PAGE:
The anecdote about the policemen wishing to search the room of Hazrat Inayat Khan (posted here) certainly sums up in a few words the effect that a glimpse of deep realisation can have upon the world, but there are one or two points to consider, which might help us to appreciate it still more.
The historical context is, that India, at that time, had been struggling for decades to be free of foreign rule. The English attitude towards Indians was, generally speaking, racial and dismissive, and also coloured by deep suspicion since the unsuccessful, blood-stained uprising of 1857. During the First World War, public opinion in Britain was very nationalistic and bellicose, and it was not surprising that a dark-skinned Indian, who was teaching a message of love, harmony and beauty, and declaring that all mankind was one single family, might attract unwelcome attention. Therefore, we need not be surprised that a pair of policemen should feel perfectly justified in officiously entering and searching a quiet home.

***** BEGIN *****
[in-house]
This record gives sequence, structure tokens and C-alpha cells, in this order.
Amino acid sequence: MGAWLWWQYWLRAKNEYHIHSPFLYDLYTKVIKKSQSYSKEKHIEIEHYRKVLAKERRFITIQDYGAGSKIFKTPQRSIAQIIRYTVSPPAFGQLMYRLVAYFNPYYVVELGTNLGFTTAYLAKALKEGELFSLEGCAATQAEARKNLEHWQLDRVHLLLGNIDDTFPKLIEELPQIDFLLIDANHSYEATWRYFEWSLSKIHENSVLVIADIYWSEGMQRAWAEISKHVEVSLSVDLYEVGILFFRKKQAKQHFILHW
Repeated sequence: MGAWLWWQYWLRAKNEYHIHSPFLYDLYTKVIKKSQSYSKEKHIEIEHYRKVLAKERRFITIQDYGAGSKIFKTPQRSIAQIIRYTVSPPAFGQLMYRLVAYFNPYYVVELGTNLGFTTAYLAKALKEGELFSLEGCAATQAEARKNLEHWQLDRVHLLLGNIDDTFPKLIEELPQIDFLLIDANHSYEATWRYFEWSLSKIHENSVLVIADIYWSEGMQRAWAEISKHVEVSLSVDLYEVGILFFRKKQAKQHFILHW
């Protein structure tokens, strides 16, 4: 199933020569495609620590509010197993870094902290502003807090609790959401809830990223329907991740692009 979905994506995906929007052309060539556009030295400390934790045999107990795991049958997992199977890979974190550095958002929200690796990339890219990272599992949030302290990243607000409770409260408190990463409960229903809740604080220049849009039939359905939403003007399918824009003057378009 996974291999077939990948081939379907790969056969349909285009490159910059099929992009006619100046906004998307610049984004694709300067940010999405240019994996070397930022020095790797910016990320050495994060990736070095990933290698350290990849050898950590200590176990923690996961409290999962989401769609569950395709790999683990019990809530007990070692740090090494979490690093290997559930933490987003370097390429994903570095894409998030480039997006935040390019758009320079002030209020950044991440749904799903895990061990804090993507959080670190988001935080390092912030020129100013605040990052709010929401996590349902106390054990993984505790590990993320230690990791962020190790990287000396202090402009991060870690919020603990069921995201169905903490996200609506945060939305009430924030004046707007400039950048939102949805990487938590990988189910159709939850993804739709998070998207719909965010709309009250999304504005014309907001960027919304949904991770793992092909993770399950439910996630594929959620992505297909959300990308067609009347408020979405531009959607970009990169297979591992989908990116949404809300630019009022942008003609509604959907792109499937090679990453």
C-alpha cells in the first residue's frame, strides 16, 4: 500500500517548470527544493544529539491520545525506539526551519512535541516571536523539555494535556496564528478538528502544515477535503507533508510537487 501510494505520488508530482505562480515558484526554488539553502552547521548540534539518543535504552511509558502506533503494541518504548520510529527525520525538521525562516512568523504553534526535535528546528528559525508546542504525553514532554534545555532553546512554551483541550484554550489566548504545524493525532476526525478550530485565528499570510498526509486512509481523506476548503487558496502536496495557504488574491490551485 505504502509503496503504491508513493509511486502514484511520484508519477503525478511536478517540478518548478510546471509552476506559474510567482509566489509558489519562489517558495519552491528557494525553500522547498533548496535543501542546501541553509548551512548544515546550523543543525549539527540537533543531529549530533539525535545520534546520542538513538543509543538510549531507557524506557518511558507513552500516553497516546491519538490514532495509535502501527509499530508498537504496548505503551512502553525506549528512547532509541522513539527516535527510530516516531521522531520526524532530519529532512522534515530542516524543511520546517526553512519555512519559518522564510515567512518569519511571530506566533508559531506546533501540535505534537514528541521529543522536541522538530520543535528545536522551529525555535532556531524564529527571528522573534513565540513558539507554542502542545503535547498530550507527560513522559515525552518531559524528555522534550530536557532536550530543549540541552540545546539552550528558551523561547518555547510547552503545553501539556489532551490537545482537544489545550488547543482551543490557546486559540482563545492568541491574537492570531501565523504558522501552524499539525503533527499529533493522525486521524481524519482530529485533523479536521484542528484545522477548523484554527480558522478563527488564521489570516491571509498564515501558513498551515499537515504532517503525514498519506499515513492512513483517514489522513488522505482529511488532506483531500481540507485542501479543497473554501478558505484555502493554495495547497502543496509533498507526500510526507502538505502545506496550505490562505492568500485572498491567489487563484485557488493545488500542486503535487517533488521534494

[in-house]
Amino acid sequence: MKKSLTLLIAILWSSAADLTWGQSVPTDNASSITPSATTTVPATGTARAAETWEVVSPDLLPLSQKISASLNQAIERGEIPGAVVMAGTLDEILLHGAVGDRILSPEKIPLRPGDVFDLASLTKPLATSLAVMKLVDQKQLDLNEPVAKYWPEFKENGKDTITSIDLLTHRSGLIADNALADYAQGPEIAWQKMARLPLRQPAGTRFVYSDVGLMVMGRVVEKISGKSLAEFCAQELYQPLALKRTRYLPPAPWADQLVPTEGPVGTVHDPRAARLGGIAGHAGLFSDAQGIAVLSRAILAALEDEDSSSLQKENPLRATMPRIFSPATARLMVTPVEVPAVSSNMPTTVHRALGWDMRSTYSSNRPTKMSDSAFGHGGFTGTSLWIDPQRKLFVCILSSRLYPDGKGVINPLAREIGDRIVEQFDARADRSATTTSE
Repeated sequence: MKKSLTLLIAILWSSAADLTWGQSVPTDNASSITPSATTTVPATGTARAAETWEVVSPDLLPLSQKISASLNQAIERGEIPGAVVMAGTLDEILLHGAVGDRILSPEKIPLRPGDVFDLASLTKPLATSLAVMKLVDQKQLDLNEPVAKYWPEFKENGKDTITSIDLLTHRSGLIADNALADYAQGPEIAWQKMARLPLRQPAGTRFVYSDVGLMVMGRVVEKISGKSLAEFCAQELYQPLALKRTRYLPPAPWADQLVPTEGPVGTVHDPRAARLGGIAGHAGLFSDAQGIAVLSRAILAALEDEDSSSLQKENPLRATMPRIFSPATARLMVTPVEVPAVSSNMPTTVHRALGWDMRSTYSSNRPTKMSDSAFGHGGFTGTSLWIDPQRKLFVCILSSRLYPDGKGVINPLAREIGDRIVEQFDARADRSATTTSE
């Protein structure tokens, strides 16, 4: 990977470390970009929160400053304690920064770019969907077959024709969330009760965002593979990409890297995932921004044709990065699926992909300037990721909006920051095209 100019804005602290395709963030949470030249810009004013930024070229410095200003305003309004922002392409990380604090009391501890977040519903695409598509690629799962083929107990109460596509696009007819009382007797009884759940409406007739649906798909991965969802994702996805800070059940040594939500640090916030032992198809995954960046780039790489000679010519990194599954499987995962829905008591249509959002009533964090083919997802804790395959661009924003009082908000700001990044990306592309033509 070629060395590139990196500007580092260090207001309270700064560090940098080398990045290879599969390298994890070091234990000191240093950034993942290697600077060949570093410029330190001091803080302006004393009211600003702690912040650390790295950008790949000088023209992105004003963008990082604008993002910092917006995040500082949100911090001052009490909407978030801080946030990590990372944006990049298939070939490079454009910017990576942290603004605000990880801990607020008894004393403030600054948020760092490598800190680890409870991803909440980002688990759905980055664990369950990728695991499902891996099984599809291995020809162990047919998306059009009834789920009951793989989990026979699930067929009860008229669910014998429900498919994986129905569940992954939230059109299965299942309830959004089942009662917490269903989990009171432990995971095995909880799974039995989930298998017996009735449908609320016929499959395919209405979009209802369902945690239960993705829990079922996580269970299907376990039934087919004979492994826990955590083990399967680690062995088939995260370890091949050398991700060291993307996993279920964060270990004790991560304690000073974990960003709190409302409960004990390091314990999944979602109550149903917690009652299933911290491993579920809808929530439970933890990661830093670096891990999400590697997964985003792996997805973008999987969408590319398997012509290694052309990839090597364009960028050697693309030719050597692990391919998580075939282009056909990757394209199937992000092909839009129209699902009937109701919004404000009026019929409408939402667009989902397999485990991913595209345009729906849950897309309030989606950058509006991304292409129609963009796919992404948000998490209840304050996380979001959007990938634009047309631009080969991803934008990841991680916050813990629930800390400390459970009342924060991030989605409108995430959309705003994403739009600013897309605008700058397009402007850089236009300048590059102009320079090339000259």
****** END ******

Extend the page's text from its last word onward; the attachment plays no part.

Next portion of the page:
Musharaff Khan, who answered the summons of the doorbell, would have been in his early twenties at the time, and we can think for a moment about his dilemma. No doubt the policemen were very insistent, and wouldn’t accept denial from a mere Indian ‘boy,’ but Musharaff was raised in another culture, in which an elder brother had the status of a guru, especially when he was so spiritually developed, and to disturb his meditation was unthinkable.
And we can also learn something from the reaction of the Master to the intrusion. His brother knocked for a long time and got no response, so Hazrat Inayat was, evidently, deeply withdrawn from the world. If only our own meditations were so profound! Perhaps this is, in a small part, a tribute to Murshid’s years of practice in India, where one never seems to be alone, and if one wants to experience the inner life, one must just learn to ignore the outer. But he was also, of course supremely gifted and blessed, as the reaction of the policemen shows us.
And finally, let us think for a moment about the policemen. We know nothing about them personally, but that they bent their heads, and then kissed the Master’s hand after he blessed them, shows that, in those days, the world still retained some concept of the ideal. We believe we have evolved, but it is difficult to imagine a western policeman reacting in this way today.